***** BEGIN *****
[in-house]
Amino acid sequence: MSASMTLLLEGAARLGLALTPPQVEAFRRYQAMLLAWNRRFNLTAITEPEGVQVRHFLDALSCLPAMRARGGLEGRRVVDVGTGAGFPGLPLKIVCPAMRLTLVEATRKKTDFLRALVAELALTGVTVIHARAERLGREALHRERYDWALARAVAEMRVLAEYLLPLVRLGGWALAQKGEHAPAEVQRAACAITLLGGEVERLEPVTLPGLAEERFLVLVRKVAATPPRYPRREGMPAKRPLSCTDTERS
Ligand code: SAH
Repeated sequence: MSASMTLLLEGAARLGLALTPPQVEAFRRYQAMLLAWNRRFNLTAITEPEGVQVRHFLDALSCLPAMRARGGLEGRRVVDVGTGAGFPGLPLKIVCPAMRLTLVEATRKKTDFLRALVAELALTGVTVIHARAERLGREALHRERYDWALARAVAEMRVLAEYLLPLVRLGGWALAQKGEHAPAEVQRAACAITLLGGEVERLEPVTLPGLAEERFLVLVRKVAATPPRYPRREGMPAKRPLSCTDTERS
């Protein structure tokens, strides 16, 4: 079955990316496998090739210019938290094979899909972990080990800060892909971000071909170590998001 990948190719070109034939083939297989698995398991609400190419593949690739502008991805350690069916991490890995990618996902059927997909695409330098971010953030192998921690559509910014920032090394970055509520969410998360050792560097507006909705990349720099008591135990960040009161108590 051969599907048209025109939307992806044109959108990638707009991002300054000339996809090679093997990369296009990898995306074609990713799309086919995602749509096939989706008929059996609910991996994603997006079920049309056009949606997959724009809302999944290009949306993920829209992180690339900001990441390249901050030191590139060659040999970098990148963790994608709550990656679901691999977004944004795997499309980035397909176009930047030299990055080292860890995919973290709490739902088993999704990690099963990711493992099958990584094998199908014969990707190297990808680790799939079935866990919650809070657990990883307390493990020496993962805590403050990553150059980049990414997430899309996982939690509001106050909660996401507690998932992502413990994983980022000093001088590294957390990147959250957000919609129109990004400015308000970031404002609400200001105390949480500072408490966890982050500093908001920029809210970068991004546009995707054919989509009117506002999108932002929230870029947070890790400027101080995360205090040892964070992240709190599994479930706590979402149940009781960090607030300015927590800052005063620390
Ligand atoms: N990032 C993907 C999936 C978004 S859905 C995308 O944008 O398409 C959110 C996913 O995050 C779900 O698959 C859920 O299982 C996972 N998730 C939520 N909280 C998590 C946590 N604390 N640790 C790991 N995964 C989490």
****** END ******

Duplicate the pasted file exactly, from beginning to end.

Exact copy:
[in-house]
Amino acid sequence: MSASMTLLLEGAARLGLALTPPQVEAFRRYQAMLLAWNRRFNLTAITEPEGVQVRHFLDALSCLPAMRARGGLEGRRVVDVGTGAGFPGLPLKIVCPAMRLTLVEATRKKTDFLRALVAELALTGVTVIHARAERLGREALHRERYDWALARAVAEMRVLAEYLLPLVRLGGWALAQKGEHAPAEVQRAACAITLLGGEVERLEPVTLPGLAEERFLVLVRKVAATPPRYPRREGMPAKRPLSCTDTERS
Ligand code: SAH
Repeated sequence: MSASMTLLLEGAARLGLALTPPQVEAFRRYQAMLLAWNRRFNLTAITEPEGVQVRHFLDALSCLPAMRARGGLEGRRVVDVGTGAGFPGLPLKIVCPAMRLTLVEATRKKTDFLRALVAELALTGVTVIHARAERLGREALHRERYDWALARAVAEMRVLAEYLLPLVRLGGWALAQKGEHAPAEVQRAACAITLLGGEVERLEPVTLPGLAEERFLVLVRKVAATPPRYPRREGMPAKRPLSCTDTERS
């Protein structure tokens, strides 16, 4: 079955990316496998090739210019938290094979899909972990080990800060892909971000071909170590998001 990948190719070109034939083939297989698995398991609400190419593949690739502008991805350690069916991490890995990618996902059927997909695409330098971010953030192998921690559509910014920032090394970055509520969410998360050792560097507006909705990349720099008591135990960040009161108590 051969599907048209025109939307992806044109959108990638707009991002300054000339996809090679093997990369296009990898995306074609990713799309086919995602749509096939989706008929059996609910991996994603997006079920049309056009949606997959724009809302999944290009949306993920829209992180690339900001990441390249901050030191590139060659040999970098990148963790994608709550990656679901691999977004944004795997499309980035397909176009930047030299990055080292860890995919973290709490739902088993999704990690099963990711493992099958990584094998199908014969990707190297990808680790799939079935866990919650809070657990990883307390493990020496993962805590403050990553150059980049990414997430899309996982939690509001106050909660996401507690998932992502413990994983980022000093001088590294957390990147959250957000919609129109990004400015308000970031404002609400200001105390949480500072408490966890982050500093908001920029809210970068991004546009995707054919989509009117506002999108932002929230870029947070890790400027101080995360205090040892964070992240709190599994479930706590979402149940009781960090607030300015927590800052005063620390
Ligand atoms: N990032 C993907 C999936 C978004 S859905 C995308 O944008 O398409 C959110 C996913 O995050 C779900 O698959 C859920 O299982 C996972 N998730 C939520 N909280 C998590 C946590 N604390 N640790 C790991 N995964 C989490």